Dan Bross, KUAC – Fairbanks
Alaska is likely in for colder than average winter. The climate phenomenon known as La Nina, the cool sister of El Nino has set up in the equatorial Pacific, and according to National Weather Service lead forecaster Rick Thoman in Fairbanks, it looks powerful.
Thoman says that la Nina tends to keep the jet stream south of Alaska, making it colder here. Thoman and fellow Fairbanks meteorologist Corey Bogel recently went through National Weather Service records, which go accurately back 60 years, and found strong correlation between La Nina events and cooler than normal winters in Alaska.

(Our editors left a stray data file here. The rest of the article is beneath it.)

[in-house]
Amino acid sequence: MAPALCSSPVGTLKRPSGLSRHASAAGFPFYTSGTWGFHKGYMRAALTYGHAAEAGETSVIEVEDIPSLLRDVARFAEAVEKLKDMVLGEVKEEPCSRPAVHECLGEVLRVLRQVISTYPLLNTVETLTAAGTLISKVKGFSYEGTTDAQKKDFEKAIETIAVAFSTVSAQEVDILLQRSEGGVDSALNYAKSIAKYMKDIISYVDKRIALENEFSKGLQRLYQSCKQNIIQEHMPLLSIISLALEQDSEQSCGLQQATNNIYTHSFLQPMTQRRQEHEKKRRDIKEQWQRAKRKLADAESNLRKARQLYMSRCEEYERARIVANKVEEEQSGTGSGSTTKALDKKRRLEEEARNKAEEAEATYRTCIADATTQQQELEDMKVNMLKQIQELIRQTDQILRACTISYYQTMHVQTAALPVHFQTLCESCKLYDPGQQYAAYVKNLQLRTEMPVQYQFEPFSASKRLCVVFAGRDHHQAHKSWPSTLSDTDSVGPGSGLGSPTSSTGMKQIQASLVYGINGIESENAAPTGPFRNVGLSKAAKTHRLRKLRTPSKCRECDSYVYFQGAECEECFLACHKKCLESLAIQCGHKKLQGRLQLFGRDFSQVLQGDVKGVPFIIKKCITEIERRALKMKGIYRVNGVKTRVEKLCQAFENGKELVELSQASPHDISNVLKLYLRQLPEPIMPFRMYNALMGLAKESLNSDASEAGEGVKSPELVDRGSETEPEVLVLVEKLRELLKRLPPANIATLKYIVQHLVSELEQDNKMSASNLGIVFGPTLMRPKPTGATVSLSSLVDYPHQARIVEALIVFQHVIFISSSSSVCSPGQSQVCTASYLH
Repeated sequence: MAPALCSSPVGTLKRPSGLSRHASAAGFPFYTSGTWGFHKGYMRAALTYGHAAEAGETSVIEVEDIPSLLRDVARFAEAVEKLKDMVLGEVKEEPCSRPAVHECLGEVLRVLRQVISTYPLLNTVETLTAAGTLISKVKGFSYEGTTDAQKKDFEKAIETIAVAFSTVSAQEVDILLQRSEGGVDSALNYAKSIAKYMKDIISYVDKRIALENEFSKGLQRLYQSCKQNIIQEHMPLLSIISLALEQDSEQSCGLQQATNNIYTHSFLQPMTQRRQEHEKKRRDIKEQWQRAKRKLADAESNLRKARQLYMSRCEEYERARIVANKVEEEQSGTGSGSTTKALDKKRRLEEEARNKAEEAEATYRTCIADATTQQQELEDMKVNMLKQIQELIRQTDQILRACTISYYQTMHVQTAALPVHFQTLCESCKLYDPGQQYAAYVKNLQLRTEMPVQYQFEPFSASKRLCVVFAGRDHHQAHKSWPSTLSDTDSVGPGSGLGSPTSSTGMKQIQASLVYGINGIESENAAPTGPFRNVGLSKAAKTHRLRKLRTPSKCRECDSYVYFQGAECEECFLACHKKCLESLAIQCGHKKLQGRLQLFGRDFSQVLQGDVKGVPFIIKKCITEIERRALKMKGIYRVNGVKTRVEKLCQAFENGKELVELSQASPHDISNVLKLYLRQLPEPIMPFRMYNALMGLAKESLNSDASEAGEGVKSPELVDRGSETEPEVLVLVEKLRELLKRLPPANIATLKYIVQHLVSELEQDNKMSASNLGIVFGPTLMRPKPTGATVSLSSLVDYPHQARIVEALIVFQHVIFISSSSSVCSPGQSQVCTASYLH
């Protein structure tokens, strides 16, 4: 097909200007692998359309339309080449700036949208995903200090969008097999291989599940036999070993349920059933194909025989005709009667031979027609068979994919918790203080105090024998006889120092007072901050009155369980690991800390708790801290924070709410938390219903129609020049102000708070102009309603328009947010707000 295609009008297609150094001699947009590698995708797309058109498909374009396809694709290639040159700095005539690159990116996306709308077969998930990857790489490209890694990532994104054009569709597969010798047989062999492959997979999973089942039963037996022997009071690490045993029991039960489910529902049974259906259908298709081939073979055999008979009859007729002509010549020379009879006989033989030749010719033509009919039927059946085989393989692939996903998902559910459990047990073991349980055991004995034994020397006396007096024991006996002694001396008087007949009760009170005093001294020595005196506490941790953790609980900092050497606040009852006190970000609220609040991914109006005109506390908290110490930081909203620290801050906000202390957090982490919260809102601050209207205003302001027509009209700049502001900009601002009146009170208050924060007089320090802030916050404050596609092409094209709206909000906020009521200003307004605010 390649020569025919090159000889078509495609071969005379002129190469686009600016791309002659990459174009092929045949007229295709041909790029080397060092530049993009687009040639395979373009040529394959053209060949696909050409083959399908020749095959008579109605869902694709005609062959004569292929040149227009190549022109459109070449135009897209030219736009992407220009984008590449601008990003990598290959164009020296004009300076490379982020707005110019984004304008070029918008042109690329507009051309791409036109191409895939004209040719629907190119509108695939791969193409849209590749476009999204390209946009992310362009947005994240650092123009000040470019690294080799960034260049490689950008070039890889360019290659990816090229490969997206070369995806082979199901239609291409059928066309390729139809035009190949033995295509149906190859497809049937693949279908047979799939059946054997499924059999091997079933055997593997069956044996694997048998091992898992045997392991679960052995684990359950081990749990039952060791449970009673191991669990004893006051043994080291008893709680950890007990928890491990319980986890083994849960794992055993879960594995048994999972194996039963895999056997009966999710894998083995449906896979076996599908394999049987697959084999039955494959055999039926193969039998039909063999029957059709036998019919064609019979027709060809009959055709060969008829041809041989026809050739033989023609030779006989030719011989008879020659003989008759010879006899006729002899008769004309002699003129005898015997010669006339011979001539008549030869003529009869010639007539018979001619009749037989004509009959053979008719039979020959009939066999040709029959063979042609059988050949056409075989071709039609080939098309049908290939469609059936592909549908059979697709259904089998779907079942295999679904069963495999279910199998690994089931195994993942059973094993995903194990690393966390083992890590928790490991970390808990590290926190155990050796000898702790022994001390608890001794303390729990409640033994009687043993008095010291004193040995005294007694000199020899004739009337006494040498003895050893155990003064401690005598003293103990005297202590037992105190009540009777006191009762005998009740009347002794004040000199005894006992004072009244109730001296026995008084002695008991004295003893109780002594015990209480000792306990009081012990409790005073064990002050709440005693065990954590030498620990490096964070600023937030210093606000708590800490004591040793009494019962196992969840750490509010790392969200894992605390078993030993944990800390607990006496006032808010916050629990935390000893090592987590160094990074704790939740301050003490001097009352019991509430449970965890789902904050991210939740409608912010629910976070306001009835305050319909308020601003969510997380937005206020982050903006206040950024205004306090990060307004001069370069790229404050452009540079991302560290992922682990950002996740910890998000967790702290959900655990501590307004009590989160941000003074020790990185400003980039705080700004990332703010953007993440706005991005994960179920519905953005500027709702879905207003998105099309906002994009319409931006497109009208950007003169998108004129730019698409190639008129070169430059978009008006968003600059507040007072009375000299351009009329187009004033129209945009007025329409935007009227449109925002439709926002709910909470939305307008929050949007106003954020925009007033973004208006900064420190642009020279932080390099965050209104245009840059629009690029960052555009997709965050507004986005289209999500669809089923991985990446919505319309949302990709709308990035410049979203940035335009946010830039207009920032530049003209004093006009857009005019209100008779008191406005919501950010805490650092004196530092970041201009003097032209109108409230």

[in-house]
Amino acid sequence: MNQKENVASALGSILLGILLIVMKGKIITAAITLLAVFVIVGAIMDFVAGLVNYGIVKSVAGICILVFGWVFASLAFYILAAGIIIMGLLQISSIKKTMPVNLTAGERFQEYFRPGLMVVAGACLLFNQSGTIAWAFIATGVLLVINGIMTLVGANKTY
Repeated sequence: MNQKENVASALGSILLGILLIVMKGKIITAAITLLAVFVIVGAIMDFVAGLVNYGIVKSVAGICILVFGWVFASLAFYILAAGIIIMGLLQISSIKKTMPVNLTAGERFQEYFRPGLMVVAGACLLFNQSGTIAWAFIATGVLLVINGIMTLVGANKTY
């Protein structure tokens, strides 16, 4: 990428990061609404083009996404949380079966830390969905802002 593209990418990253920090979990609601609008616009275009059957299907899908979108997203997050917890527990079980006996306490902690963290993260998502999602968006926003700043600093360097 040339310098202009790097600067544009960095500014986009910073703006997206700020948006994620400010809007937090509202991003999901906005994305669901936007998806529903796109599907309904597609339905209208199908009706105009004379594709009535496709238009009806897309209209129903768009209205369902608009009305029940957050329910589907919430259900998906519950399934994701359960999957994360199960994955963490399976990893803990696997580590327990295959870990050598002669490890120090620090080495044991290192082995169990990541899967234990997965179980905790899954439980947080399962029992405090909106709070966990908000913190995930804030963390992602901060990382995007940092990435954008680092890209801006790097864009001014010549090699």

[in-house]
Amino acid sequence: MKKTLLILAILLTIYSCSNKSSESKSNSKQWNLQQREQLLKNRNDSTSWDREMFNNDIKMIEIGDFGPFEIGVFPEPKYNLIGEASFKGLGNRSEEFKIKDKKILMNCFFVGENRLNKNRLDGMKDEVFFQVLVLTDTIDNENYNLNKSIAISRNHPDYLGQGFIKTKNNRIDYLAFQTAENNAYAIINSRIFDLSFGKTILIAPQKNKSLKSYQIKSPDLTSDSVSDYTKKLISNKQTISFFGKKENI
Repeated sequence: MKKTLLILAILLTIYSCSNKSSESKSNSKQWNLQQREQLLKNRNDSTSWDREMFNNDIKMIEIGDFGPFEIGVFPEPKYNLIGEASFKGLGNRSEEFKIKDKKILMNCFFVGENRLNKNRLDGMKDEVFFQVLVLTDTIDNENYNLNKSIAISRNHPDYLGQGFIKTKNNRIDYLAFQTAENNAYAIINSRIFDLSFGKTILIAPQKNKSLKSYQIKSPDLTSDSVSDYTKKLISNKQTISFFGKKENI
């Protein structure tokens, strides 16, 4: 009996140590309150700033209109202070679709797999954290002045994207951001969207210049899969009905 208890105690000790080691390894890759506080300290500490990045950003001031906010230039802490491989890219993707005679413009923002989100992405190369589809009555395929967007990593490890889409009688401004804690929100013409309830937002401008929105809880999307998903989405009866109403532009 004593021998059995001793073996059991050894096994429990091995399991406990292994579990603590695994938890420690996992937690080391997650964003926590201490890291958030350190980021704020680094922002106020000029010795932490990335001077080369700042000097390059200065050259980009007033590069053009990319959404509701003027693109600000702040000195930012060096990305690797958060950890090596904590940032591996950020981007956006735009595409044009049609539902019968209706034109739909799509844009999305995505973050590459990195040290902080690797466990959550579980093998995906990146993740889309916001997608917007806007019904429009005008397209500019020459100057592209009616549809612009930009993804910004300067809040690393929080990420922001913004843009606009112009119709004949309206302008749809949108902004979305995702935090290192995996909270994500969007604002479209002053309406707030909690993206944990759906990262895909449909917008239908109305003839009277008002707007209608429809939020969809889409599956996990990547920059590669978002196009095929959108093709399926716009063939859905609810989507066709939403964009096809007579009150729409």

Thoman says the only exception to the cooler than normal La Nina trend is in southern southeast Alaska. Thoman says the state’s coastal areas tend to be drier in La Nina years, but there’s no strong correlation between la Nina and precipitation in the interior. The current la Nina is expected to last through next spring. The La Nina-El Nino cycle can take 3 to 5 years, or rapidly transition from one to the other.
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